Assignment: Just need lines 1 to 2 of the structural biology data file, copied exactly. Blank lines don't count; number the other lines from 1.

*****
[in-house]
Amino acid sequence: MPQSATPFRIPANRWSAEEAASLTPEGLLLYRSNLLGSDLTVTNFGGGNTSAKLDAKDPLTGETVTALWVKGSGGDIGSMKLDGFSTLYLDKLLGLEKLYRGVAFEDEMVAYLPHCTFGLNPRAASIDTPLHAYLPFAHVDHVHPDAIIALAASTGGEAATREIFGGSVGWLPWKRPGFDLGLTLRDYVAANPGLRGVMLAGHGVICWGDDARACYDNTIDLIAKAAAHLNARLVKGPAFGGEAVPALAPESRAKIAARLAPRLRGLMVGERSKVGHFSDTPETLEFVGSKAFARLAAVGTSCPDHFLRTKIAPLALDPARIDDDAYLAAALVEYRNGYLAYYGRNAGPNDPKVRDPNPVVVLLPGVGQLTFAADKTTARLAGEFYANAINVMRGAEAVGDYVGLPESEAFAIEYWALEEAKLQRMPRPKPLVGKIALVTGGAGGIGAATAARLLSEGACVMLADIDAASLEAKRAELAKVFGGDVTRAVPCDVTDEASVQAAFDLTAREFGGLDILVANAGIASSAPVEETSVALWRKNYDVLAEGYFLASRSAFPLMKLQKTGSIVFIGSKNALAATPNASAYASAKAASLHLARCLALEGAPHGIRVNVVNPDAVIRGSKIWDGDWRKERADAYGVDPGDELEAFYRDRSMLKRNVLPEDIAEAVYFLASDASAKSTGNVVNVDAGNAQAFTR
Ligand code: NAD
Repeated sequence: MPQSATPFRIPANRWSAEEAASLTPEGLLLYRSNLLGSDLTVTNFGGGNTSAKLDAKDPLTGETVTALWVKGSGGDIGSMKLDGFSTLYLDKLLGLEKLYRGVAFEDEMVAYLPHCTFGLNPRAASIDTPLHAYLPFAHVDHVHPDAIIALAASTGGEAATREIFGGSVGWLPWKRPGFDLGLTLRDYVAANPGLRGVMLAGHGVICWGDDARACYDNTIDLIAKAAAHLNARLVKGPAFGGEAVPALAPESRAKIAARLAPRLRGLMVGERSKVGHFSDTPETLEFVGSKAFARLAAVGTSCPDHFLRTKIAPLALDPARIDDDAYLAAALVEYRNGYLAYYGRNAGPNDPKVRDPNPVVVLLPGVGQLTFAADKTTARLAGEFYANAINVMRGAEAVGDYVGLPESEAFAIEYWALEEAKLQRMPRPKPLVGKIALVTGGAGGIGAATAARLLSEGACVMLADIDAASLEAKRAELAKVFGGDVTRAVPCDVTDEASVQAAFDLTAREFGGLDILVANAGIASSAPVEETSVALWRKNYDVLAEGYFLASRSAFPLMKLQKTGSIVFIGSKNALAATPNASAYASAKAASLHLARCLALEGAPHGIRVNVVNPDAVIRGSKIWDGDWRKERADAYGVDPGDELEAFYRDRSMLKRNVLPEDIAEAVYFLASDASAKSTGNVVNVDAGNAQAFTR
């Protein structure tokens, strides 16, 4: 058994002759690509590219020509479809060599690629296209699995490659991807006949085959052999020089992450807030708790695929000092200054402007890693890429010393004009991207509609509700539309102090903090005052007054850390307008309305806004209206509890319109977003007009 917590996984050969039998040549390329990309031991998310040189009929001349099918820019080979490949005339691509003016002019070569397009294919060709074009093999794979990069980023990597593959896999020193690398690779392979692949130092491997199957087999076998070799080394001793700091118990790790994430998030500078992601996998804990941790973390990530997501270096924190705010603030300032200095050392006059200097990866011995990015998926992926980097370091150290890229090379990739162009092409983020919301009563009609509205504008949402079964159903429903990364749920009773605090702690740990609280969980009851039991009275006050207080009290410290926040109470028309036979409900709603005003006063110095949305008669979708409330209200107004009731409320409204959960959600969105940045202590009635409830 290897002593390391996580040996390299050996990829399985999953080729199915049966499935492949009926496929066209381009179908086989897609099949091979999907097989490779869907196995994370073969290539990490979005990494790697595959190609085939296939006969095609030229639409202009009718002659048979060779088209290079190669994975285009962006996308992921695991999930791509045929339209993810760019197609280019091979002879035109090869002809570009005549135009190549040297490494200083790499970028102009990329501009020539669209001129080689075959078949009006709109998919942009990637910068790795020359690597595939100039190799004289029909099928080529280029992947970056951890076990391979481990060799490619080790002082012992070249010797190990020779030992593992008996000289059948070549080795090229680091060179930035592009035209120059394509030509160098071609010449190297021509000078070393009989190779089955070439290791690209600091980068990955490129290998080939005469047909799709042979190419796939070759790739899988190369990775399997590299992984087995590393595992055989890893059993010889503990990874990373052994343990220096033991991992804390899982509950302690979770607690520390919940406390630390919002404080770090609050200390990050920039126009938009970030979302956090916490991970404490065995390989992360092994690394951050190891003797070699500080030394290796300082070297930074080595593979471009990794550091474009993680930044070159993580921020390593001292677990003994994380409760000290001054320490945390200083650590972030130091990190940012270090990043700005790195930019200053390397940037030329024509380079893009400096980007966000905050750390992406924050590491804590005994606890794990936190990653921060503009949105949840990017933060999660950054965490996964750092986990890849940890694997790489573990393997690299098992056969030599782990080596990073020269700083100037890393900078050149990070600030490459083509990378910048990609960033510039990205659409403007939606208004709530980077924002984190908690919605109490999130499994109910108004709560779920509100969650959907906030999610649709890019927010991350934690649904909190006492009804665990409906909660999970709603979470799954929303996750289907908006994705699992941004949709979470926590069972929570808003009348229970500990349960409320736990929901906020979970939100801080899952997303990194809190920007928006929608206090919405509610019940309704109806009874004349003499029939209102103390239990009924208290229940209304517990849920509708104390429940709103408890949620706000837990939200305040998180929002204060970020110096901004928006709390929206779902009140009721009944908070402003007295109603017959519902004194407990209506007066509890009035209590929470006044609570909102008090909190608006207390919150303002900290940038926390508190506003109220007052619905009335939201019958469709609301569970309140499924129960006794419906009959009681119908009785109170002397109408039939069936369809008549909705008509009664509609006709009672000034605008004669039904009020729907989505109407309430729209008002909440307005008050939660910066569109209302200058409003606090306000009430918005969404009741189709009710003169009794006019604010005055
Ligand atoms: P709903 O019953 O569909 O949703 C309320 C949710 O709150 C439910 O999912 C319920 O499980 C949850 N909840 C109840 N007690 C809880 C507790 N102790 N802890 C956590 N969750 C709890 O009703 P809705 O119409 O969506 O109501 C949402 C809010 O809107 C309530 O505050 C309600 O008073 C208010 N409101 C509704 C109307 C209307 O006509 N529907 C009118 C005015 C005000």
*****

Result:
[in-house]
Amino acid sequence: MPQSATPFRIPANRWSAEEAASLTPEGLLLYRSNLLGSDLTVTNFGGGNTSAKLDAKDPLTGETVTALWVKGSGGDIGSMKLDGFSTLYLDKLLGLEKLYRGVAFEDEMVAYLPHCTFGLNPRAASIDTPLHAYLPFAHVDHVHPDAIIALAASTGGEAATREIFGGSVGWLPWKRPGFDLGLTLRDYVAANPGLRGVMLAGHGVICWGDDARACYDNTIDLIAKAAAHLNARLVKGPAFGGEAVPALAPESRAKIAARLAPRLRGLMVGERSKVGHFSDTPETLEFVGSKAFARLAAVGTSCPDHFLRTKIAPLALDPARIDDDAYLAAALVEYRNGYLAYYGRNAGPNDPKVRDPNPVVVLLPGVGQLTFAADKTTARLAGEFYANAINVMRGAEAVGDYVGLPESEAFAIEYWALEEAKLQRMPRPKPLVGKIALVTGGAGGIGAATAARLLSEGACVMLADIDAASLEAKRAELAKVFGGDVTRAVPCDVTDEASVQAAFDLTAREFGGLDILVANAGIASSAPVEETSVALWRKNYDVLAEGYFLASRSAFPLMKLQKTGSIVFIGSKNALAATPNASAYASAKAASLHLARCLALEGAPHGIRVNVVNPDAVIRGSKIWDGDWRKERADAYGVDPGDELEAFYRDRSMLKRNVLPEDIAEAVYFLASDASAKSTGNVVNVDAGNAQAFTR